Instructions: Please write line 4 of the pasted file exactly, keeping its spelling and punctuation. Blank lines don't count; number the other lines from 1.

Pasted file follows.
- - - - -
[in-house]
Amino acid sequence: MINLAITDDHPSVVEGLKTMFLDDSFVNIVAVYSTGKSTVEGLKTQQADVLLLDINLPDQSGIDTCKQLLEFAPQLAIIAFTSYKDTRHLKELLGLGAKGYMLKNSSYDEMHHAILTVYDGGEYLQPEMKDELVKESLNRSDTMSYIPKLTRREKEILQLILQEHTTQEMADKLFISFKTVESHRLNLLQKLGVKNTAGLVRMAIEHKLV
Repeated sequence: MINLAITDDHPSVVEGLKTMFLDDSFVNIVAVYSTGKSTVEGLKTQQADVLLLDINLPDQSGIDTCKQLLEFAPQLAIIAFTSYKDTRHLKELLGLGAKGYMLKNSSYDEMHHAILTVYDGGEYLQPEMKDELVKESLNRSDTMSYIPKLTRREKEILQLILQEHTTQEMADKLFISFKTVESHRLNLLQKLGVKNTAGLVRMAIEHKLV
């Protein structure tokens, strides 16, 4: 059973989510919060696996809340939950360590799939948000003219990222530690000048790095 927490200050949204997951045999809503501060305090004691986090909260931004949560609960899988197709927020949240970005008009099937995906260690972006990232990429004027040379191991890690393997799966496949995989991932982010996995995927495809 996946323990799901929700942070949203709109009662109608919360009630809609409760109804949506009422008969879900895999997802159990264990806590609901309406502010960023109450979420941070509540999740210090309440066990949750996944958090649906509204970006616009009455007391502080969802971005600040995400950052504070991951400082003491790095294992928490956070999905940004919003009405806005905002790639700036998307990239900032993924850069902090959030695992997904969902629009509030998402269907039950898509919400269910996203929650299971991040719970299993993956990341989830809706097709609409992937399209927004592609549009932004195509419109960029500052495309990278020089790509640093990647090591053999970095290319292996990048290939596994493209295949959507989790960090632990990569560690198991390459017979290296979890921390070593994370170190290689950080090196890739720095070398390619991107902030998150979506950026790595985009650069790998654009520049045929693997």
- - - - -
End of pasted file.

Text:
């Protein structure tokens, strides 16, 4: 059973989510919060696996809340939950360590799939948000003219990222530690000048790095 927490200050949204997951045999809503501060305090004691986090909260931004949560609960899988197709927020949240970005008009099937995906260690972006990232990429004027040379191991890690393997799966496949995989991932982010996995995927495809 996946323990799901929700942070949203709109009662109608919360009630809609409760109804949506009422008969879900895999997802159990264990806590609901309406502010960023109450979420941070509540999740210090309440066990949750996944958090649906509204970006616009009455007391502080969802971005600040995400950052504070991951400082003491790095294992928490956070999905940004919003009405806005905002790639700036998307990239900032993924850069902090959030695992997904969902629009509030998402269907039950898509919400269910996203929650299971991040719970299993993956990341989830809706097709609409992937399209927004592609549009932004195509419109960029500052495309990278020089790509640093990647090591053999970095290319292996990048290939596994493209295949959507989790960090632990990569560690198991390459017979290296979890921390070593994370170190290689950080090196890739720095070398390619991107902030998150979506950026790595985009650069790998654009520049045929693997």